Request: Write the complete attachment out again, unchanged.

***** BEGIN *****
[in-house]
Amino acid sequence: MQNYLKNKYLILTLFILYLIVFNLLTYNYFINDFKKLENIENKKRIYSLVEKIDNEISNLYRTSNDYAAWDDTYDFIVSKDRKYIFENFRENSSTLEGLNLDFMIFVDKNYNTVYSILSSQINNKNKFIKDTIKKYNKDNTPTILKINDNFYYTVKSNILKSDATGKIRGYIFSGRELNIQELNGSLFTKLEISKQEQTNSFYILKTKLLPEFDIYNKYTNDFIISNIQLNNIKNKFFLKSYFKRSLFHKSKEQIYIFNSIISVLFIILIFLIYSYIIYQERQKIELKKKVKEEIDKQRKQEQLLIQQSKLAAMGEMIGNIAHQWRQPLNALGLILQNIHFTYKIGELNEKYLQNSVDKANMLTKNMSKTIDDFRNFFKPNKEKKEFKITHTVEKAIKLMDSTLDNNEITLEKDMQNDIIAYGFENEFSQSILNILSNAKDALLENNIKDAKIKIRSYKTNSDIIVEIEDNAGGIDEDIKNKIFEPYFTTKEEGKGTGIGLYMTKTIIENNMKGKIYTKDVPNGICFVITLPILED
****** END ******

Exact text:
[in-house]
Amino acid sequence: MQNYLKNKYLILTLFILYLIVFNLLTYNYFINDFKKLENIENKKRIYSLVEKIDNEISNLYRTSNDYAAWDDTYDFIVSKDRKYIFENFRENSSTLEGLNLDFMIFVDKNYNTVYSILSSQINNKNKFIKDTIKKYNKDNTPTILKINDNFYYTVKSNILKSDATGKIRGYIFSGRELNIQELNGSLFTKLEISKQEQTNSFYILKTKLLPEFDIYNKYTNDFIISNIQLNNIKNKFFLKSYFKRSLFHKSKEQIYIFNSIISVLFIILIFLIYSYIIYQERQKIELKKKVKEEIDKQRKQEQLLIQQSKLAAMGEMIGNIAHQWRQPLNALGLILQNIHFTYKIGELNEKYLQNSVDKANMLTKNMSKTIDDFRNFFKPNKEKKEFKITHTVEKAIKLMDSTLDNNEITLEKDMQNDIIAYGFENEFSQSILNILSNAKDALLENNIKDAKIKIRSYKTNSDIIVEIEDNAGGIDEDIKNKIFEPYFTTKEEGKGTGIGLYMTKTIIENNMKGKIYTKDVPNGICFVITLPILED